Alcohol consumption and female urinary incontinence: A community-based study in Japan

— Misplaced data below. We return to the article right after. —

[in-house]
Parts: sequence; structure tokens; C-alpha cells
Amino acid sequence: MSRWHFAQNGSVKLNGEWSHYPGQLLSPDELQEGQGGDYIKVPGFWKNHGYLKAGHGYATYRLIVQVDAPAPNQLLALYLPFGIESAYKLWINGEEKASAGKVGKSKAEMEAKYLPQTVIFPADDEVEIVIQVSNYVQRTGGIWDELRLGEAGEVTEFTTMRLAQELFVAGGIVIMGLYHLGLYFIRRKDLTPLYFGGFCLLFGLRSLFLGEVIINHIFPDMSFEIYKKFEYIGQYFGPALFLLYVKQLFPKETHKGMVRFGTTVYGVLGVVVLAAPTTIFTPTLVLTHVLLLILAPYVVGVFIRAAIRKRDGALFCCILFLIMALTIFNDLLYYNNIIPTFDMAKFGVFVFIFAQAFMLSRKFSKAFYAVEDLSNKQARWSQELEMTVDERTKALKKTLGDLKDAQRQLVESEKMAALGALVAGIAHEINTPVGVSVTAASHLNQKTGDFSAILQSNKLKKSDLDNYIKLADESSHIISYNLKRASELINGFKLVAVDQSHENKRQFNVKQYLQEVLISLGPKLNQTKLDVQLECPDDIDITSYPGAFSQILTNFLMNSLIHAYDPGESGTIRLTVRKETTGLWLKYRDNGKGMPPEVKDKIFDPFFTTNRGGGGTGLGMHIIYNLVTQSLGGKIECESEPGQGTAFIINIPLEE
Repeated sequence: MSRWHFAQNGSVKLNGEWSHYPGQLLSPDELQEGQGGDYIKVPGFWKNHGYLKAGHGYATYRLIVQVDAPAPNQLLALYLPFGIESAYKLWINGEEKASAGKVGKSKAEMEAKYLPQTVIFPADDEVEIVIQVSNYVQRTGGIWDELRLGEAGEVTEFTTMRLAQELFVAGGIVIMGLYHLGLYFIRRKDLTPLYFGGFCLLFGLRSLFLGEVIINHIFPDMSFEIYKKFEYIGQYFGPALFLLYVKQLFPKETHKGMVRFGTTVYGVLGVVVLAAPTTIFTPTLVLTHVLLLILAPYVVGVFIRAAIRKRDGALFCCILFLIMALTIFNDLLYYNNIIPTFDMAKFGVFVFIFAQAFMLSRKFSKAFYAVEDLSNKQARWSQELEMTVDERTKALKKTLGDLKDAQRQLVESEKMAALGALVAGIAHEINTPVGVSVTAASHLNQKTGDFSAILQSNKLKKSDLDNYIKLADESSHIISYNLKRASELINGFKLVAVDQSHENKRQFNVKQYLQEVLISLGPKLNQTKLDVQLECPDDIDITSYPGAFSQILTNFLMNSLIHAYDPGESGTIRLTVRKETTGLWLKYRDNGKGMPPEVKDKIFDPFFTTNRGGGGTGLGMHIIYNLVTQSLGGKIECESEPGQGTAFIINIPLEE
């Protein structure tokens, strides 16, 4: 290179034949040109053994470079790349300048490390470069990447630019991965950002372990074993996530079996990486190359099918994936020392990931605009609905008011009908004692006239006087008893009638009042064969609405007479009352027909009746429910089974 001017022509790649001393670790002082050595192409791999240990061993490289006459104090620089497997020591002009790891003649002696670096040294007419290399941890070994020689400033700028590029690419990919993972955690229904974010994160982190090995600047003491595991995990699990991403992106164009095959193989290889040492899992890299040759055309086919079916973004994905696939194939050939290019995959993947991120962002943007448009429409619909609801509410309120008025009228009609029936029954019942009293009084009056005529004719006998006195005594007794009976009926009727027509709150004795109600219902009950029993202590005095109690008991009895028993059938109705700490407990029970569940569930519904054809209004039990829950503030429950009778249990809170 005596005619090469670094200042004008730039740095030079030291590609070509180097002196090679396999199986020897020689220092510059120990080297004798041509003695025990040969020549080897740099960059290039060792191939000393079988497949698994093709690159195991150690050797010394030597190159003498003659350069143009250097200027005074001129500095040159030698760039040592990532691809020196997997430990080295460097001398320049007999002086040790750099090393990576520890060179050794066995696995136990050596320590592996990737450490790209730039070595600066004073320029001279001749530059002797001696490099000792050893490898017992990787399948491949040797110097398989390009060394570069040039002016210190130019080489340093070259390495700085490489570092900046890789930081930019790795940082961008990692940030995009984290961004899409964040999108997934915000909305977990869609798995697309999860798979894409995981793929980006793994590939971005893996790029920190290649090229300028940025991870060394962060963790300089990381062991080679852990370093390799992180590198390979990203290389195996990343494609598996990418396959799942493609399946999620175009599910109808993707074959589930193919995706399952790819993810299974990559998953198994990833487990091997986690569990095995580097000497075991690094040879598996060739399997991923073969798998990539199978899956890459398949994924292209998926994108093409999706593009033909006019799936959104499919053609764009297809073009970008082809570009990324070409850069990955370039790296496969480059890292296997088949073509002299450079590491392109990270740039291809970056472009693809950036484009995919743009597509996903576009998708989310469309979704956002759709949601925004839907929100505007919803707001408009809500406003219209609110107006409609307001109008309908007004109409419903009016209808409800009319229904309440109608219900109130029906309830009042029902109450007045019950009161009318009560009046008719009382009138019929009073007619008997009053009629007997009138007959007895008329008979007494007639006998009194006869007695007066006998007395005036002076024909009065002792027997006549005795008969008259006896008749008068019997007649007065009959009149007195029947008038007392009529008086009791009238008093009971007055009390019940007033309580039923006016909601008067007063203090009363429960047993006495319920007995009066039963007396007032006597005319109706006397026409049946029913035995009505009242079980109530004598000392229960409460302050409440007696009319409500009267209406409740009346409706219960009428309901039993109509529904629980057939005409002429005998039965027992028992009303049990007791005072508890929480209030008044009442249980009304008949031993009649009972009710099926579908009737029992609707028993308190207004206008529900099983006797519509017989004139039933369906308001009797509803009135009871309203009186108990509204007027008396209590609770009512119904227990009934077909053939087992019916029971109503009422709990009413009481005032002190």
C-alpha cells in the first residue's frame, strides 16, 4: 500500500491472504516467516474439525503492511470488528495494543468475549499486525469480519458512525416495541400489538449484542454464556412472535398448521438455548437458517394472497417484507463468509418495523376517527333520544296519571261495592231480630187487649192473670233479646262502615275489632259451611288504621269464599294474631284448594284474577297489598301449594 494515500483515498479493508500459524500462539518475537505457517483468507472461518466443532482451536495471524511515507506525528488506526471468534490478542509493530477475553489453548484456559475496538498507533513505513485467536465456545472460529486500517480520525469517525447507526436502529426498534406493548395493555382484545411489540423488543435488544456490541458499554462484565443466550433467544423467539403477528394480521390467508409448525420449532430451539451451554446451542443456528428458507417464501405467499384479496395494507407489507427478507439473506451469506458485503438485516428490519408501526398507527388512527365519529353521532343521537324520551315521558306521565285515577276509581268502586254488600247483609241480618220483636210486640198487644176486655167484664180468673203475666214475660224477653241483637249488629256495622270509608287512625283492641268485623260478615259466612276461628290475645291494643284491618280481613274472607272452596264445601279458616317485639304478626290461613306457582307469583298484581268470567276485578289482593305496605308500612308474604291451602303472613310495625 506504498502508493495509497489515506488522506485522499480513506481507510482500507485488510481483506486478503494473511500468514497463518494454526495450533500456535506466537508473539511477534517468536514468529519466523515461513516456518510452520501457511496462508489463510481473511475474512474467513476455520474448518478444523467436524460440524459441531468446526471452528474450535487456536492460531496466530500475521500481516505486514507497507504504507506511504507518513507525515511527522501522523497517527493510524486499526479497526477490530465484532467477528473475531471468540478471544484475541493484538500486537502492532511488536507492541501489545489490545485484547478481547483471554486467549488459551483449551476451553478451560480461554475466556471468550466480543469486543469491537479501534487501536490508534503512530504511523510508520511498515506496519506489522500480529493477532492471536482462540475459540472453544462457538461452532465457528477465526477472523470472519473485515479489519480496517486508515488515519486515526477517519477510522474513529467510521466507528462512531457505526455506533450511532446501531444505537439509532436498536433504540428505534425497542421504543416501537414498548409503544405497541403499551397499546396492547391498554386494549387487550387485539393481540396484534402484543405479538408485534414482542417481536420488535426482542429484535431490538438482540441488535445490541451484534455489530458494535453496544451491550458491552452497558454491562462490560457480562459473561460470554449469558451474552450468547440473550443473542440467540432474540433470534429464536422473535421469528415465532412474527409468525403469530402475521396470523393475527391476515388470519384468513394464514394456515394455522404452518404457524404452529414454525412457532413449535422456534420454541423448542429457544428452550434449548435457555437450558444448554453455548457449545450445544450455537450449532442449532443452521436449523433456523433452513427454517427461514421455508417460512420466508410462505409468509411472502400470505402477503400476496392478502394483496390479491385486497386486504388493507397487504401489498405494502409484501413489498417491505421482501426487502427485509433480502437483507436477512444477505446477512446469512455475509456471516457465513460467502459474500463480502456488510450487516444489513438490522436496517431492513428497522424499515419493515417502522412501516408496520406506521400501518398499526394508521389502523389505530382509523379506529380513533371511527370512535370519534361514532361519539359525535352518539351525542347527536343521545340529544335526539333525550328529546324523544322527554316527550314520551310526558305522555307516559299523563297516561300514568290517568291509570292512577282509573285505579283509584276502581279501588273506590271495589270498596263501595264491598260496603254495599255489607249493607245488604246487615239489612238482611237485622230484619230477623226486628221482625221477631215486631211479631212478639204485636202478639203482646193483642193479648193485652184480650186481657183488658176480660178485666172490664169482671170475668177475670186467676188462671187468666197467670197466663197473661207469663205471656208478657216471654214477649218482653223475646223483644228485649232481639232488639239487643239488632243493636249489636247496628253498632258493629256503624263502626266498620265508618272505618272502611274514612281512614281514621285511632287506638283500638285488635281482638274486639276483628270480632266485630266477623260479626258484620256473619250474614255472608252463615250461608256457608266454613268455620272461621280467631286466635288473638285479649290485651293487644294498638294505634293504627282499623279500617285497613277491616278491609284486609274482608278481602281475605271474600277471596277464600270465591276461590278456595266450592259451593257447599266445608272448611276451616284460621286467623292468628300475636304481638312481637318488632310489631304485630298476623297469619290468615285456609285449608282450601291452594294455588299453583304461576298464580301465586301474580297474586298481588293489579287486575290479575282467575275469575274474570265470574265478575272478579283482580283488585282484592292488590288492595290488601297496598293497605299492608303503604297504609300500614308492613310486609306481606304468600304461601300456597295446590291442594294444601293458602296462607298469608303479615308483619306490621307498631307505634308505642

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Objectives: To investigate the association between alcohol consumption and urinary incontinence among Japanese women. Methods: A total of 300 women aged 40–75 years were recruited from the community in middle and southern Japan. A validated food frequency questionnaire was given face-to-face to obtain information on dietary intake and habitual alcohol consumption. Urinary incontinence status was ascertained using the International Consultation on Incontinence Questionnaire-Short Form. Results: Among the 298 eligible participants, 82 women (27.5%) experienced urine leakage. The prevalence of alcohol drinking and mean ethanol intake were slightly higher among the incontinent women (39%; 7.1, standard deviation 24.1 g/day) than others without the condition (35.6%; 4.3, standard deviation 10.7 g/day). Relative to non-drinkers, the adjusted odds ratios of urinary incontinence were 1.31 (95% confidence interval 0.74–2.33) for alcohol drinking and 1.69 (95% confidence interval 0.42–6.81) for ethanol intake over 32 g/day, though the increases in risk did not reach statistical significance. Conclusions: Little association is evident between alcohol consumption and urinary incontinence in middle-aged and older Japanese women. Further studies are required to define the role of alcohol as a contributing factor of this distressing condition.
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